The Yankees batted around in the first inning of Sunday’s series finale against the Mariners, and boy, did they get a nice helping of runs from the Mariners’ defense. With one out and Starlin Castro hovering on second base, Gary Sanchez lined a single into left field. Left fielder Ben Gamel reached for the ball, but it deflected off of his glove and rolled out to the warning track, allowing Sanchez to reach second base and giving Castro plenty of time to score the Yankees’ first run of the afternoon.
Aaron Judge took a four-pitch walk from Andrew Albers and Didi Gregorius reached first base following another blunder from shortstop Jean Segura, loading the bases for Chase Headley. This time, former Gold Glove winner Kyle Seager tripped up, botching a catch at third base and bobbling the ball to allow Sanchez to score.
The kicker came two at-bats later, when Jacoby Ellsbury lofted a double to left-center field with two outs and the bases loaded. Aaron Judge and Didi Gregorius came home to score the Yankees’ third and fourth runs of the game, while Headley ran home after Segura dropped the cutoff throw from Gamel. Segura was also charged with a throwing error after allowing Ellsbury to reach third base.
They Yankees got in a sixth and final run on Ronald Torreyes‘ legitimate, non-error RBI single, then brought the inning to a merciful close after Hicks struck a fly ball for the third out. When the dust settled, they stood atop a 6-1 lead and the Mariners were charged with five total errors — more than any team has committed in a single inning since the Cubs imploded during a 10-3 loss to the Cardinals in 1977.
The Yankees, meanwhile, couldn’t resist an opportunity to poke a little fun at their opponent’s gaffes:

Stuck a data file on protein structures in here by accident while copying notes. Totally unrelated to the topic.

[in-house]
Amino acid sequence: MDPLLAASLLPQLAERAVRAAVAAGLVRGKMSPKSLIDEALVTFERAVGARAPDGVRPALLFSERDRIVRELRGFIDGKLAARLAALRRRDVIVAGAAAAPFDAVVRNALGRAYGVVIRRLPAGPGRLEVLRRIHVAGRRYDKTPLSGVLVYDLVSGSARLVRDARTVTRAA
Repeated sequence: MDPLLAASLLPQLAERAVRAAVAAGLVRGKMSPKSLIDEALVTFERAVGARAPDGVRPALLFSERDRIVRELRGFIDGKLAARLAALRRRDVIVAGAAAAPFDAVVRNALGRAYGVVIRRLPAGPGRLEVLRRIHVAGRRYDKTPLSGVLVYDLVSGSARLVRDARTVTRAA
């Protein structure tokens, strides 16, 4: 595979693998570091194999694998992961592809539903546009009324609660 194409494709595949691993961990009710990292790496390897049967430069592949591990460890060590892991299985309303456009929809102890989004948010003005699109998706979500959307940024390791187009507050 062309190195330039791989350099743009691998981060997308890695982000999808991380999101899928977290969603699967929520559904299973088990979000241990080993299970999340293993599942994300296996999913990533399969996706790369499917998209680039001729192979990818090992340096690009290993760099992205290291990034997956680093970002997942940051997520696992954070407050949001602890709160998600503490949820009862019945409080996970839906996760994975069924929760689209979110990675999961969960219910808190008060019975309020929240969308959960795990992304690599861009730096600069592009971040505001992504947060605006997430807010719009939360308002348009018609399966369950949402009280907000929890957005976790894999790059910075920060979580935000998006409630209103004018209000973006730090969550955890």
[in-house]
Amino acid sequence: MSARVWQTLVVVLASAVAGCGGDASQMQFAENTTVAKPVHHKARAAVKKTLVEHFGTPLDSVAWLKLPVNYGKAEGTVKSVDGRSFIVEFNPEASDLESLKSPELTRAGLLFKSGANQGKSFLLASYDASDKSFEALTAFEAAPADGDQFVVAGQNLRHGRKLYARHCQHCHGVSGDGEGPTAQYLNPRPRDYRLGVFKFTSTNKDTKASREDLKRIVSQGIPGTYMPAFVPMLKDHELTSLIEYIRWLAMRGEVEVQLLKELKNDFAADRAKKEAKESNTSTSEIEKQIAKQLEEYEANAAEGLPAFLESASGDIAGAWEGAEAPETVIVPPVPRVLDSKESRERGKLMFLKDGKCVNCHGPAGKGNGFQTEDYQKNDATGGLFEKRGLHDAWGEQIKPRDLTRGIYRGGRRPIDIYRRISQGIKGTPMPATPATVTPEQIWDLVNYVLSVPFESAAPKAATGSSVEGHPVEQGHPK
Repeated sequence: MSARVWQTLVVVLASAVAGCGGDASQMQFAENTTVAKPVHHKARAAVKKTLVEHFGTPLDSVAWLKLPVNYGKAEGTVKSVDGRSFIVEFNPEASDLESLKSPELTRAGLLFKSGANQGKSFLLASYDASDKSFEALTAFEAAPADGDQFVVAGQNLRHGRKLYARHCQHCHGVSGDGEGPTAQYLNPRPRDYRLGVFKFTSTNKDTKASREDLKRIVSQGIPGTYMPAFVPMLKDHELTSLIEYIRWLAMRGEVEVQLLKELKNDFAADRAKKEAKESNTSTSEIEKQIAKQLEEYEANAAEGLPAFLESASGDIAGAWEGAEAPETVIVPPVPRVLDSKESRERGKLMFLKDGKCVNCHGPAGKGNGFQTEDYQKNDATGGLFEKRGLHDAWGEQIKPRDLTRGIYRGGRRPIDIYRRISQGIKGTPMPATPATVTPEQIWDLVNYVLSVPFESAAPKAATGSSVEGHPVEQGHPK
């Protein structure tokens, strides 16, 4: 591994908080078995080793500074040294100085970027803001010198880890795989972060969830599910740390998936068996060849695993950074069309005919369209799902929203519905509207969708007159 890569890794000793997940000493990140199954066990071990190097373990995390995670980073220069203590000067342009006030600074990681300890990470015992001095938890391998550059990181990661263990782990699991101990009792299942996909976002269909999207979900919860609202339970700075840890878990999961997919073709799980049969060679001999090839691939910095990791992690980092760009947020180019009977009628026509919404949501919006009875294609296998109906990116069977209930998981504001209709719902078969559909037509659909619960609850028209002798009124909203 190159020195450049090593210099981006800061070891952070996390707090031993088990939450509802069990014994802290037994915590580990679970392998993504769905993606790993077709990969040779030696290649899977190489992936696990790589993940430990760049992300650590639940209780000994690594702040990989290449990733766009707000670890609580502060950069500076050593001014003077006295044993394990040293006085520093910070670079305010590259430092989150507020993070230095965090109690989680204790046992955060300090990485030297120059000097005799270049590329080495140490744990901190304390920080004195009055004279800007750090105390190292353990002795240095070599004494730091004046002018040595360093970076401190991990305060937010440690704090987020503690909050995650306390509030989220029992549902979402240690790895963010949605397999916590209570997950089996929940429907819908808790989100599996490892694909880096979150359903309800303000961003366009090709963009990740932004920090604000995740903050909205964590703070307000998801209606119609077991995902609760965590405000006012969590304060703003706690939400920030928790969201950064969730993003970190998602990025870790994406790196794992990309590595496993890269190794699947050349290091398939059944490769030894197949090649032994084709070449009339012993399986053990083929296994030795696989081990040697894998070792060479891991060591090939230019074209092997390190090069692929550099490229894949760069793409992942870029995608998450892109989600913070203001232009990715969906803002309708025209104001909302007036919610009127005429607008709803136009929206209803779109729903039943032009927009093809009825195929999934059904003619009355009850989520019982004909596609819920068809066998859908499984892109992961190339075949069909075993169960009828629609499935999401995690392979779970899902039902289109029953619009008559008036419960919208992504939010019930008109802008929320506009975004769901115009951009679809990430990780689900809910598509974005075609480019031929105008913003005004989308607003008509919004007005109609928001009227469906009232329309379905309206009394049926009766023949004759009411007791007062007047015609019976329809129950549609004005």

They currently lead the Mariners 8-1 in the bottom of the seventh.
Major League Baseball Players Association executive director Tony Clark met the press late this morning and covered a wide array of topics.
One of them: free agency, which he referred to as being “under attack” based on the slow market for free agents last offseason.
“What the players saw last offseason was that their free-agent rights were under attack on what has been the bedrock of our system,” Clark said. He added that they “have some very difficult decisions to make.” Presumably in the form of grievances and, down the road, a negotiating strategy that seeks to claw back some of the many concessions the union has given owners in the past few Collective Bargaining Agreements. CBAs, it’s worth noting, that Clark negotiated. We’ve covered that territory in detail in the past.
Of more immediate interest was Clark’s comment that the idea of a universal designated hitter is, among players, “gaining momentum.” Clark says “players are talking about it more than they have in the past.” We’ve talked a lot about that as well.
Given that hating or loving the DH is the closest thing baseball has to a religion, no one’s mind is going to be changed by any of this, but I think, practically speaking, it’s inevitable that the National League will have the DH and I think it happens relatively soon. Perhaps in the next five years. The opposition to it at this point is solely subjective and based on tradition. People like pitchers batting and they like double switches and they like the leagues being different because they, well, like it. If the system were being set up today, however, they’d never have it this way and I think even the DH-haters know that well. That doesn’t mean that you can’t dislike a universal DH, but it does mean that you can’t expect the people who run the game to cater to that preference when it makes little sense for them to do it for their own purposes.
Anyway: enjoy convincing each other in the comments about how the side of that argument you dislike is wrong.